And so, day by day, has my Spion reflected the various changing forms of life before it. It has seen the first flush of spring in the broad allee, when the shadows of tiny leaflets overhead were beginning to checker the cool, square flagstones. It has seen the glare and fulness of summer sunshine and shadow, the flying of November gold through the air, the gaunt limbs, and stark, rigid, death-like whiteness of winter. It has seen children in their queer, wicker baby-carriages, old men and women, and occasionally that grim usher of death, in sable cloak and cocked hat,—a baleful figure for the wandering invalid tourist to meet,—who acts as undertaker for this ducal city, and marshals the last melancholy procession. I well remember my first meeting with this ominous functionary. It was an early autumnal morning; so early, that the long formal perspective of the allee, and the decorous, smooth vanishing-lines of cream-and-gray fronted houses, were unrelieved by a single human figure. Suddenly a tall black spectre, as theatrical and as unreal as the painted scenic distance, turned the corner from a cross-street, and moved slowly towards me. A long black cloak, falling from its shoulders to its feet, floated out on either side like sable wings; a cocked hat trimmed with crape, and surmounted by a hearse-like feather, covered a passionless face; and its eyes, looking neither left nor right, were fixed fatefully upon some distant goal. Stranger as I was to this Continental ceremonial figure, there was no mistaking his functions as the grim messenger, knocking "with equal foot" on every door; and, indeed, so perfectly did he act and look his role, that there was nothing ludicrous in the extraordinary spectacle. Facial expression and dignity of bearing were perfect; the whole man seemed saturated with the accepted sentiment of his office. Recalling the half-confused and half-conscious ostentatious hypocrisy of the American sexton, the shameless absurdities of the English mutes and mourners, I could not help feeling, that, if it were demanded that Grief and Fate should be personified, it were better that it should be well done. And it is one observation of my Spion, that this sincerity and belief is the characteristic of all Continental functionaries.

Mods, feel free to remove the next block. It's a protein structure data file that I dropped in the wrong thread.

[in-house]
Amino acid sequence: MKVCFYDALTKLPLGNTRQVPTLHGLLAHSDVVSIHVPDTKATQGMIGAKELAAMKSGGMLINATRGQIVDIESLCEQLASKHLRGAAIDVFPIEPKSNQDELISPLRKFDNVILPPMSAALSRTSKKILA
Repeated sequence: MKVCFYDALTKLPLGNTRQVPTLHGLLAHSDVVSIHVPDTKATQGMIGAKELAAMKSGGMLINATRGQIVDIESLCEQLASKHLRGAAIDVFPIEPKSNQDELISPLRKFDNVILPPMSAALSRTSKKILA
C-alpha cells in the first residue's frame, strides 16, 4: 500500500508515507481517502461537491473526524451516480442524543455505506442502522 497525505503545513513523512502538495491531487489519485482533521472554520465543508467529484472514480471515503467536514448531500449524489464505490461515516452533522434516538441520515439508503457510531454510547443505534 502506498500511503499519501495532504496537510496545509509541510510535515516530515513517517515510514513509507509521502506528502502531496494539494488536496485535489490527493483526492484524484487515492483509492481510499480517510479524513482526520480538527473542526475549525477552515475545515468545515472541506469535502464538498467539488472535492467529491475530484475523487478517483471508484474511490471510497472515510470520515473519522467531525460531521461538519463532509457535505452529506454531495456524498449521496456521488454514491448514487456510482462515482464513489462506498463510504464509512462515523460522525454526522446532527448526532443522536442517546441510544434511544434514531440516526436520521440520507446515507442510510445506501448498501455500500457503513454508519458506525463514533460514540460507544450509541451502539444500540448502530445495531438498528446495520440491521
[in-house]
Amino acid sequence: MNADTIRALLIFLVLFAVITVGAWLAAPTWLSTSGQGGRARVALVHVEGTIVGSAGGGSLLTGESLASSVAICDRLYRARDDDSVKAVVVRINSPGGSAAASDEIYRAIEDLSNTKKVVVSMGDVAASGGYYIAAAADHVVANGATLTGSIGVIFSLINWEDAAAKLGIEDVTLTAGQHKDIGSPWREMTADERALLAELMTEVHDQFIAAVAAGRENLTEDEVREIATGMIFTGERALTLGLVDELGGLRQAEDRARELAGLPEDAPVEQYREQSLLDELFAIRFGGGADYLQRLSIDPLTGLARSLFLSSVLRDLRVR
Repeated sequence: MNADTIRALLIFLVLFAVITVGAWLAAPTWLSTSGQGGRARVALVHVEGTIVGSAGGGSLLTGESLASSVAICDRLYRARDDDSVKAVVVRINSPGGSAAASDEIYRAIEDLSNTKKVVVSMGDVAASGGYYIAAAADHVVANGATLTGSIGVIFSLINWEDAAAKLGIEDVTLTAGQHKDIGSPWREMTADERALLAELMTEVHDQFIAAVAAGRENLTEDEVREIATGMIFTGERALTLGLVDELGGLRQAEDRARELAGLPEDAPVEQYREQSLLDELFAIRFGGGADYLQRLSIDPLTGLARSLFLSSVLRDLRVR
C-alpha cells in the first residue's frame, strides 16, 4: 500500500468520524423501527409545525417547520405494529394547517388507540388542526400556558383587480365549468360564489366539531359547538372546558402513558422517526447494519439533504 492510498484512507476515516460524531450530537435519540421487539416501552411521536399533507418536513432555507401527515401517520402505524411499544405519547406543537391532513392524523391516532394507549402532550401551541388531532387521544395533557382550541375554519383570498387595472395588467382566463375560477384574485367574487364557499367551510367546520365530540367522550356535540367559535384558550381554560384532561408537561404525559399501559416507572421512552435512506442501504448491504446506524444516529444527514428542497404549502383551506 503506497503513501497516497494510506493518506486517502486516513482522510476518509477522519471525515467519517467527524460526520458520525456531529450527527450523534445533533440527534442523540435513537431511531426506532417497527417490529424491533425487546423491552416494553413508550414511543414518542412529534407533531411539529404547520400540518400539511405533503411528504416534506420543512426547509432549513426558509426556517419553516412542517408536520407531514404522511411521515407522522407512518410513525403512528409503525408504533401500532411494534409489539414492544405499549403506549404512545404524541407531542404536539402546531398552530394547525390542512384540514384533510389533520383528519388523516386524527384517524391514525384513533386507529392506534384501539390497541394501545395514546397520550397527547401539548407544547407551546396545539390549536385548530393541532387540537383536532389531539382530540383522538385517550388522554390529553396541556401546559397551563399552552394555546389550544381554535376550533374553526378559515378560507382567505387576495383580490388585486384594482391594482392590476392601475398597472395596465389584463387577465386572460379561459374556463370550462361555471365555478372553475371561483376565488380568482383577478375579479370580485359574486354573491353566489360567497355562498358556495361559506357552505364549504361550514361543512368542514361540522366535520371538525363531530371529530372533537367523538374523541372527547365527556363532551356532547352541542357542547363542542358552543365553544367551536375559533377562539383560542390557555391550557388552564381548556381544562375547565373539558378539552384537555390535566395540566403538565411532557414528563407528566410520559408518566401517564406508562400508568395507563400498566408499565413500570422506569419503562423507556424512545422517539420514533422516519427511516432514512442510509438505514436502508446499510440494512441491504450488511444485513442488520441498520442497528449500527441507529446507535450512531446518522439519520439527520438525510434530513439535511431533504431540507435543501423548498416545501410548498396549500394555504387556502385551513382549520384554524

It is possible that my Spion has shown me little that is really characteristic of the people, and the few observations I have made I offer only as an illustration of the impressions made upon two-thirds of American strangers in the larger towns of Germany. Assimilation goes on more rapidly than we are led to imagine. As I have seen my friend Karl, fresh and awkward in his first uniform, lounging later down the allee with the blase listlessness of a full-blown militaire, so I have seen American and English residents gradually lose their peculiarities, and melt and merge into the general mass. Returning to my Spion after a flying trip through Belgium and France, as I look down the long perspective of the Strasse, I am conscious of recalling the same style of architecture and humanity at Aachen, Brussels, Lille, and Paris, and am inclined to believe that, even as I would have met, in a journey of the same distance through a parallel of the same latitude in America, a greater diversity of type and character, and a more distinct flavor of locality, even so would I have met a more heterogeneous and picturesque display from a club window on Fifth Avenue, New York, or Montgomery Street, San Francisco.